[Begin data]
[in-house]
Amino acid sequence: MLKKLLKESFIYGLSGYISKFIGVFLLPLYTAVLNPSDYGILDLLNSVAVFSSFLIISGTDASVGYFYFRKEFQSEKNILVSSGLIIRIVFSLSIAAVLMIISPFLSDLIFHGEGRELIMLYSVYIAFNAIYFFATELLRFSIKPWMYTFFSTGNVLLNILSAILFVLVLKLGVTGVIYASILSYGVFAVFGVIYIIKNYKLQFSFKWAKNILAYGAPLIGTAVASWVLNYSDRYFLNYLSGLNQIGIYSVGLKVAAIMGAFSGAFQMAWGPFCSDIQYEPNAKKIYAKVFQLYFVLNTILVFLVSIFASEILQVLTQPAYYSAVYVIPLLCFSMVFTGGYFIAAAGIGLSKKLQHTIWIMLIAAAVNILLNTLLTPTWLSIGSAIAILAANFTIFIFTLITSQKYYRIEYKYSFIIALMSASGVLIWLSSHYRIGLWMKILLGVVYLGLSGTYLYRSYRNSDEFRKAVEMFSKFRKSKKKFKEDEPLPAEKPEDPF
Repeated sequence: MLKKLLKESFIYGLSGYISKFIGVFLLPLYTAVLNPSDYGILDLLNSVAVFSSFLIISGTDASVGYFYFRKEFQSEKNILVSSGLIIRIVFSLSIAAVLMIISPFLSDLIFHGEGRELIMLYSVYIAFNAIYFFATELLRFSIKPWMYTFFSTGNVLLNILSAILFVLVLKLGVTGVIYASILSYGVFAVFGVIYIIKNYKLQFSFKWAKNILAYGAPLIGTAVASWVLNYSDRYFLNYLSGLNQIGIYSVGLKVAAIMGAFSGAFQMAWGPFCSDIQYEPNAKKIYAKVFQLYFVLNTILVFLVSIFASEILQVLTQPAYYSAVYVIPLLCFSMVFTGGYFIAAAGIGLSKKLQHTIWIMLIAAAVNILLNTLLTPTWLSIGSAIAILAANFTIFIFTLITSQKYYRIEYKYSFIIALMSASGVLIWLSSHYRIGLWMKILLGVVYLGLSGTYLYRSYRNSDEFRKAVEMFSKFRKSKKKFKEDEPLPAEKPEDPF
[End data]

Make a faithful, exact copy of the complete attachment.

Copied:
[in-house]
Amino acid sequence: MLKKLLKESFIYGLSGYISKFIGVFLLPLYTAVLNPSDYGILDLLNSVAVFSSFLIISGTDASVGYFYFRKEFQSEKNILVSSGLIIRIVFSLSIAAVLMIISPFLSDLIFHGEGRELIMLYSVYIAFNAIYFFATELLRFSIKPWMYTFFSTGNVLLNILSAILFVLVLKLGVTGVIYASILSYGVFAVFGVIYIIKNYKLQFSFKWAKNILAYGAPLIGTAVASWVLNYSDRYFLNYLSGLNQIGIYSVGLKVAAIMGAFSGAFQMAWGPFCSDIQYEPNAKKIYAKVFQLYFVLNTILVFLVSIFASEILQVLTQPAYYSAVYVIPLLCFSMVFTGGYFIAAAGIGLSKKLQHTIWIMLIAAAVNILLNTLLTPTWLSIGSAIAILAANFTIFIFTLITSQKYYRIEYKYSFIIALMSASGVLIWLSSHYRIGLWMKILLGVVYLGLSGTYLYRSYRNSDEFRKAVEMFSKFRKSKKKFKEDEPLPAEKPEDPF
Repeated sequence: MLKKLLKESFIYGLSGYISKFIGVFLLPLYTAVLNPSDYGILDLLNSVAVFSSFLIISGTDASVGYFYFRKEFQSEKNILVSSGLIIRIVFSLSIAAVLMIISPFLSDLIFHGEGRELIMLYSVYIAFNAIYFFATELLRFSIKPWMYTFFSTGNVLLNILSAILFVLVLKLGVTGVIYASILSYGVFAVFGVIYIIKNYKLQFSFKWAKNILAYGAPLIGTAVASWVLNYSDRYFLNYLSGLNQIGIYSVGLKVAAIMGAFSGAFQMAWGPFCSDIQYEPNAKKIYAKVFQLYFVLNTILVFLVSIFASEILQVLTQPAYYSAVYVIPLLCFSMVFTGGYFIAAAGIGLSKKLQHTIWIMLIAAAVNILLNTLLTPTWLSIGSAIAILAANFTIFIFTLITSQKYYRIEYKYSFIIALMSASGVLIWLSSHYRIGLWMKILLGVVYLGLSGTYLYRSYRNSDEFRKAVEMFSKFRKSKKKFKEDEPLPAEKPEDPF